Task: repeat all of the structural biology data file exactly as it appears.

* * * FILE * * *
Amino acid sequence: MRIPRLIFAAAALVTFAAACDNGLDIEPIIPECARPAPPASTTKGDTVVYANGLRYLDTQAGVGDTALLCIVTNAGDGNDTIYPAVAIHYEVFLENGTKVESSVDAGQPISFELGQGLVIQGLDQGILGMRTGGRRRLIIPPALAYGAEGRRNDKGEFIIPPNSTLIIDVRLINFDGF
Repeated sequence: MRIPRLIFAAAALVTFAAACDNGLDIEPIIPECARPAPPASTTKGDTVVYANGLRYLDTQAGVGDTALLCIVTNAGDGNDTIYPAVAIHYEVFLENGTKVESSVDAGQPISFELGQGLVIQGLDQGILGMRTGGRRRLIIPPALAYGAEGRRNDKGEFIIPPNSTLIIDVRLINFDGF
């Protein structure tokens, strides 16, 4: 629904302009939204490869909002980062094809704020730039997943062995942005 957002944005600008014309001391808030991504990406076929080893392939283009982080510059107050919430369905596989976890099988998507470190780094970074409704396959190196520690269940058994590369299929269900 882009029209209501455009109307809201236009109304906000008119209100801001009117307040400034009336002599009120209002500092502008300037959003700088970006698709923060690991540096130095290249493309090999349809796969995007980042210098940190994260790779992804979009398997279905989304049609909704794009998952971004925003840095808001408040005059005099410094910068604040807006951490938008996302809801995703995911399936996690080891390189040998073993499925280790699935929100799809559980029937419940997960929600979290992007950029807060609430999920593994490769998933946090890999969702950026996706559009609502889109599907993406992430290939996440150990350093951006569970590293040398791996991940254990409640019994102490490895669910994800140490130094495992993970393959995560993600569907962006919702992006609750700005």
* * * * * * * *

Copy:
Amino acid sequence: MRIPRLIFAAAALVTFAAACDNGLDIEPIIPECARPAPPASTTKGDTVVYANGLRYLDTQAGVGDTALLCIVTNAGDGNDTIYPAVAIHYEVFLENGTKVESSVDAGQPISFELGQGLVIQGLDQGILGMRTGGRRRLIIPPALAYGAEGRRNDKGEFIIPPNSTLIIDVRLINFDGF
Repeated sequence: MRIPRLIFAAAALVTFAAACDNGLDIEPIIPECARPAPPASTTKGDTVVYANGLRYLDTQAGVGDTALLCIVTNAGDGNDTIYPAVAIHYEVFLENGTKVESSVDAGQPISFELGQGLVIQGLDQGILGMRTGGRRRLIIPPALAYGAEGRRNDKGEFIIPPNSTLIIDVRLINFDGF
């Protein structure tokens, strides 16, 4: 629904302009939204490869909002980062094809704020730039997943062995942005 957002944005600008014309001391808030991504990406076929080893392939283009982080510059107050919430369905596989976890099988998507470190780094970074409704396959190196520690269940058994590369299929269900 882009029209209501455009109307809201236009109304906000008119209100801001009117307040400034009336002599009120209002500092502008300037959003700088970006698709923060690991540096130095290249493309090999349809796969995007980042210098940190994260790779992804979009398997279905989304049609909704794009998952971004925003840095808001408040005059005099410094910068604040807006951490938008996302809801995703995911399936996690080891390189040998073993499925280790699935929100799809559980029937419940997960929600979290992007950029807060609430999920593994490769998933946090890999969702950026996706559009609502889109599907993406992430290939996440150990350093951006569970590293040398791996991940254990409640019994102490490895669910994800140490130094495992993970393959995560993600569907962006919702992006609750700005």